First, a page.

We recently received “Classic Moments In Jubilee Showcase,” a DVD offering up some of the more prestigious segments on what was the long standing Jubilee Showcase, a Chicago-area television show that primarily focused on filming some of the hottest gospel acts performing live on stage. The show played amazing gospel for a full 21 years.
The first musical set featured Pops Staples playing electric, with daughter Mavis growling in her powerful trademark sound, even as a young woman. Seeing a young Mavis perform in her family setting is an incredible treat.
The timeless Soul Stirrers make an early impression, with James Phelps, (who passed away just days over a year ago last October), leading the great gospel standard Must Jesus Bear The Cross Alone. At this time, Phelps had only recently taken over the reigns of the Soul stirrers from arguably the greatest singer on the planet, Sam Cooke, who had left to pursue what would soon be a wildly successful secular career. Phelps has an infectious and striking voice which is crystal clear on the DVD, and from his four minute appearance, it was exceptionally obvious why Chess Records would soon pursue Phelps in the hopes of having the next big music superstar. The man could sing.
While the first 20 minutes of the DVD is in black in white (it was, after all, largely the 60s,) which might turn off some viewers, it shouldn’t. The music stands on it’s own two feet and exudes energy, power, and reverence from a multitude of people who could easily have been hugely successful in any musical genre — and many were. The Gospel music on the DVD drips with raw power, and it’s not surprising to see why people are often judged on their “blues singer” abilities based on how they can sing gospel. After all, one begat the other.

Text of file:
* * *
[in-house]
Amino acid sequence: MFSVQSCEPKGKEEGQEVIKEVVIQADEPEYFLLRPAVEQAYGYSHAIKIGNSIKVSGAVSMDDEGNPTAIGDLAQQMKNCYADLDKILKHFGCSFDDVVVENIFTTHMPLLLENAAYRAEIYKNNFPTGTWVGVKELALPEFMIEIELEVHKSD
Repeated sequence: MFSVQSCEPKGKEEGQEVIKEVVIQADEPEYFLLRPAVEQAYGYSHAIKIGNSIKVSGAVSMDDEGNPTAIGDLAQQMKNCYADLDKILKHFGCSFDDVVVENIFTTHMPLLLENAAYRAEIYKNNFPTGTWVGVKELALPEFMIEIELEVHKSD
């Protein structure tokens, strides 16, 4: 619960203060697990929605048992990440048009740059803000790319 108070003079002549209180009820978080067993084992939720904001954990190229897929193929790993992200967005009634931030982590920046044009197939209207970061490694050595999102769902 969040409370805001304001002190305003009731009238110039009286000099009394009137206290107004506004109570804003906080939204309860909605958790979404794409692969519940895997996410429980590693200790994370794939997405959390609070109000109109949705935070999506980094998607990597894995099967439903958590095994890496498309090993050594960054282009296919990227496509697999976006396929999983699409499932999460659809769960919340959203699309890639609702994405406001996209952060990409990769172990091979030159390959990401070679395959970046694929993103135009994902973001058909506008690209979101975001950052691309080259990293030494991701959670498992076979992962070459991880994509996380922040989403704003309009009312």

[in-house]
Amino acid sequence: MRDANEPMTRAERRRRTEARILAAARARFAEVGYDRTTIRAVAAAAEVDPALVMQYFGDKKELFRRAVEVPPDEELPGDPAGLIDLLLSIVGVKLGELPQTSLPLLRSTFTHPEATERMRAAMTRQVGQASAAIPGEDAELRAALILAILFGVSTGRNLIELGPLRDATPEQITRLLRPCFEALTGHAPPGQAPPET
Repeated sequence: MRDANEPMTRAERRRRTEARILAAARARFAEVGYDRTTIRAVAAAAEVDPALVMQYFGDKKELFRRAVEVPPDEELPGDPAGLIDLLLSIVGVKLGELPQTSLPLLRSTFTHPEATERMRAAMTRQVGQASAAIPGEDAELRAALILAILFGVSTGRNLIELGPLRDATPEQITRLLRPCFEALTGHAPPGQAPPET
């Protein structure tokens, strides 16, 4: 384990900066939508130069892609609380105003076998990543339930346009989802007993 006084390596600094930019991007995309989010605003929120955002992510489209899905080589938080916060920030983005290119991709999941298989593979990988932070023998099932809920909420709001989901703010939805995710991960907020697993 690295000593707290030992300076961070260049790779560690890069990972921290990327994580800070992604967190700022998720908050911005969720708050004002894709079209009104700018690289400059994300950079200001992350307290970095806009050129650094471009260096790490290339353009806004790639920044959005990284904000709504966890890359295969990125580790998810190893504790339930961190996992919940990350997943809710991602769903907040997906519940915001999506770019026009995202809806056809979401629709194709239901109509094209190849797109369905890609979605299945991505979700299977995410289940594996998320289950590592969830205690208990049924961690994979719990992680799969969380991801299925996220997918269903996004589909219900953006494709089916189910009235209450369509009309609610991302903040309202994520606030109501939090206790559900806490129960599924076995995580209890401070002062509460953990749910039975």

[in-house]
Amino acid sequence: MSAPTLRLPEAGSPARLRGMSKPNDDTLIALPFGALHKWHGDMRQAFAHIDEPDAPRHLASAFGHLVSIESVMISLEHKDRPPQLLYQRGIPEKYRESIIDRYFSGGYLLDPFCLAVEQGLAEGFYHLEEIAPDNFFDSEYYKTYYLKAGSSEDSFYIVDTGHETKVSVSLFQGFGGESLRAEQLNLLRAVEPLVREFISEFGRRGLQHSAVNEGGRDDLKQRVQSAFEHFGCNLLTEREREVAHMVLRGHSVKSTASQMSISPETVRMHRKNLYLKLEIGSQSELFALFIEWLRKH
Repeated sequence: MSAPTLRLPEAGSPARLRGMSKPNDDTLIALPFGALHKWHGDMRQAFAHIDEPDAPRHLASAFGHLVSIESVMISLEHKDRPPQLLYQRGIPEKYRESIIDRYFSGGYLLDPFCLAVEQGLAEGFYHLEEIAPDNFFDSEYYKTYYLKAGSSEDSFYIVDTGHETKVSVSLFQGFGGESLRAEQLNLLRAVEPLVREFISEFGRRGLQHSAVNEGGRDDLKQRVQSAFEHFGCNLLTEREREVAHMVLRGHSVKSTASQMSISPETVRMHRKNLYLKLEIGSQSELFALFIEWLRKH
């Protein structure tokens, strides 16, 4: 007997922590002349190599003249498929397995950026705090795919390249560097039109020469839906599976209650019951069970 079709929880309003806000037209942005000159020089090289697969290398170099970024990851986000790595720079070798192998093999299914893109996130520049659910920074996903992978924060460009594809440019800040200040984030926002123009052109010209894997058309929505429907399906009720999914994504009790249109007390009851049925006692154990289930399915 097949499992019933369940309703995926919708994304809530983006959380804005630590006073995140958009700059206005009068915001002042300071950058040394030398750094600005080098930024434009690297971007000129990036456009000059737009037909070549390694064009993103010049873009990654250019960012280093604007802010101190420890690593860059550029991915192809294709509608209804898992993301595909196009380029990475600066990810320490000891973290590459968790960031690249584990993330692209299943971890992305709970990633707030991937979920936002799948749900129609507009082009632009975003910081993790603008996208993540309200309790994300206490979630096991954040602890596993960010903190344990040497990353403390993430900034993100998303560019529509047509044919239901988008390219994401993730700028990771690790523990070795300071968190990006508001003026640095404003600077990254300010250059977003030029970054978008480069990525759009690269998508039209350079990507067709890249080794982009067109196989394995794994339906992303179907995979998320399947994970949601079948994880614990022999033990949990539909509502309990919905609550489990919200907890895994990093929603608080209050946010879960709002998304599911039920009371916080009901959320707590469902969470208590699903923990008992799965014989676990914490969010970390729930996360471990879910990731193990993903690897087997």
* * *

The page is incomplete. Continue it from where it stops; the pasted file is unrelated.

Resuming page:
Because the footage is presented in chronological order over the 20+ year span of the Jubilee, it is fascinating to be a fly on the wall of the 20 year evolution of the genre compacted into 80-someodd minutes. A particularly poignant note in this evolution is the Soul Stirrers, which the first half of the footage leans relatively heavily on. During the course of about ten years, (the footage disappointingly doesn’t give dates), the Stirrers went through two different leads ont he show, and an almost entirely rotated cast of band members. The first musical numbers the Stirrers did, the announcer had mentioned the recent departure of then-gospel star Sam Cooke. The last number — the same announcer, noticeably older, mentions Cooke’s tragically early passing.
Overall, gospel is some of the most powerful music in American history, and the “Classic Moments in Jubilee Showcase” spotlights the cream of the crop. From the stirring Roebuck “Pops” Staples to the overtly powerful Jessy Dixon, the music will raise the hair on the backs of necks and lift spirits. Fans of gospel will cherish this DVD.